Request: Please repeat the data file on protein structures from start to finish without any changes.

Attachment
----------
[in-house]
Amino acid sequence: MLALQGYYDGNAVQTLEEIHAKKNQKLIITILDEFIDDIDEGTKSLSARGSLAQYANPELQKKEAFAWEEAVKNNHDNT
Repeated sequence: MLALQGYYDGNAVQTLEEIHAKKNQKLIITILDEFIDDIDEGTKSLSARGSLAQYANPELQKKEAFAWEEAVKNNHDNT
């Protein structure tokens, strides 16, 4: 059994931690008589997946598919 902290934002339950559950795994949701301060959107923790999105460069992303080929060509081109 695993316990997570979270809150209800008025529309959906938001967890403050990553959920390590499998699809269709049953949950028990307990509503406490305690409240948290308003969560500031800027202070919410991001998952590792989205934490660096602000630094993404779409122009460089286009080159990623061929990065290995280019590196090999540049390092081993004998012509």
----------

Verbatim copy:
[in-house]
Amino acid sequence: MLALQGYYDGNAVQTLEEIHAKKNQKLIITILDEFIDDIDEGTKSLSARGSLAQYANPELQKKEAFAWEEAVKNNHDNT
Repeated sequence: MLALQGYYDGNAVQTLEEIHAKKNQKLIITILDEFIDDIDEGTKSLSARGSLAQYANPELQKKEAFAWEEAVKNNHDNT
């Protein structure tokens, strides 16, 4: 059994931690008589997946598919 902290934002339950559950795994949701301060959107923790999105460069992303080929060509081109 695993316990997570979270809150209800008025529309959906938001967890403050990553959920390590499998699809269709049953949950028990307990509503406490305690409240948290308003969560500031800027202070919410991001998952590792989205934490660096602000630094993404779409122009460089286009080159990623061929990065290995280019590196090999540049390092081993004998012509």